Rear Admiral Geoffrey Vernon Gladstone

Deputy Chief of Navy (1974 - 1975)

Commander Australian Fleet (1975 - 1977)

Rear Admiral Geoffrey Gladstone

Geoffrey Vernon Gladstone was born on 27 January 1921 at Wagin, WA the son of Rupert Gladstone (Public Accountant) and Myra Constance Victoria Gladstone (nee Jefferson). He entered the Royal Australian Naval College as a cadet midshipman in 1935 and was made a cadet captain and also gained his sporting colours for cricket. On passing out from the college, in 1938, he was awarded the Kings Medal for the cadet who displayed the most exemplary conduct, performance of duties and good influence amongst their fellow cadets.

He was promoted midshipman on 1 January 1939 and joined the heavy cruiser HMAS Canberra for further training followed by an appointment to the heavy cruiser HMS Sussex in June of that year. He was still serving in Sussex when war broke out in September 1939 and the ship saw active service, as part of Force H, in the South Atlantic and Indian Oceans searching for the German pocket battleship Graf Spee. Sussex was part of the British Home Fleet during the Norwegian campaign in April 1940 and then spent May-August undergoing maintenance.

Gladstone was promoted sub-lieutenant in September 1940 and commenced his sub-lieutenants courses in Britain. These consisted of training and assessment in seamanship, signals, pilotage and navigation, torpedoes and gunnery. He gained first class certificates in seamanship, signals and torpedoes and later chose to specialise as an anti-submarine warfare officer. In December 1940 he was appointed to the heavy cruiser HMAS Australia then in refit at Liverpool. The cruiser sailed from Britain in early 1941 escorting a troop convoy to the Middle East via South Africa. This long route was followed as a direct voyage across the Mediterranean was considered too dangerous but the convoy needed a heavy escort due to the possibility of attack by German warships, particularly the pocket battleship Admiral Scheer which was active in the South Atlantic and Indian Ocean.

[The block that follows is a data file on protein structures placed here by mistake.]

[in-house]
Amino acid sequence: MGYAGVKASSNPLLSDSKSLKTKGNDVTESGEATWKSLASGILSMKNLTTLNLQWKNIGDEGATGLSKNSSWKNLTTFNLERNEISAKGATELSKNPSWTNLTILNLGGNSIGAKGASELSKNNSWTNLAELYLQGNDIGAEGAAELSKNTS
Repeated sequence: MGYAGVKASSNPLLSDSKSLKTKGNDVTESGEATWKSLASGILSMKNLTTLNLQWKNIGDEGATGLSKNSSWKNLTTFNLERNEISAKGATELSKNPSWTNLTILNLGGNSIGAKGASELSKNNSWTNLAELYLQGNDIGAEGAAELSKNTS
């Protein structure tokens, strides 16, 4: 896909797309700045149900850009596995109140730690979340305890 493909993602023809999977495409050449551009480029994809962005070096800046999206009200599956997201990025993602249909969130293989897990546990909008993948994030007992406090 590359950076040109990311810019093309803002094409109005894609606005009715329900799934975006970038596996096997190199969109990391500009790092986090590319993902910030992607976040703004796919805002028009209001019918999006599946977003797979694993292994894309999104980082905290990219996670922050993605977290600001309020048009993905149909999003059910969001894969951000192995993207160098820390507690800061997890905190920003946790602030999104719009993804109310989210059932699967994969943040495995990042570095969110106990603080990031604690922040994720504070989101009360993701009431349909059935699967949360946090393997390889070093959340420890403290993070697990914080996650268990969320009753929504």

Off Mombasa, Australia handed over the convoy and then returned to Australia; reaching Sydney in late March 1941. In April 1941 Australia proceeded to Singapore to embark Admiral Sir Ragnor Colvin (1st Naval Member) and his staff who had been attending a conference there and returned to Sydney via Darwin and Torres Strait. The cruiser then conducted convoy escort duties in the Indian Ocean and Australian/New Zealand waters for the remainder of 1941.

In November 1941, Australia steamed to the remote and uninhabited Kerguelen Island, in the Southern Indian Ocean, to lay mines as there was the possibility that German raiders were using the anchorage there; by December she was back in Sydney Harbour. By now Japan had entered the war and in the early months of 1942 the cruiser patrolled off the Australian east coast and escorted convoys to Port Moresby, Noumea, Fiji and New Zealand. Sub-Lieutenant Gladstone left the ship in early March 1942 and embarked in a troopship bound for Britain.

In May 1942 Geoffrey Gladstone arrived in Britain as part of the commissioning crew of the new destroyer HMAS Quickmatch then being built at the J. Samuel White and Company Limited shipyard at Cowes, on the Isle of Wight. Quickmatch was commissioned on 14 September 1942 with the newly promoted Lieutenant Gladstone as her gunnery officer. Following sea trials the destroyer operated briefly in the North Atlantic and English Channel before proceeding to the South Atlantic, in November, for convoy escort duties. Geoffrey Gladstone did find time in the ships busy program to marry Charmain Margaret Prendergast on 1 November 1942 at Hayford Hall, Buckfastleigh, Devon; they later had two children.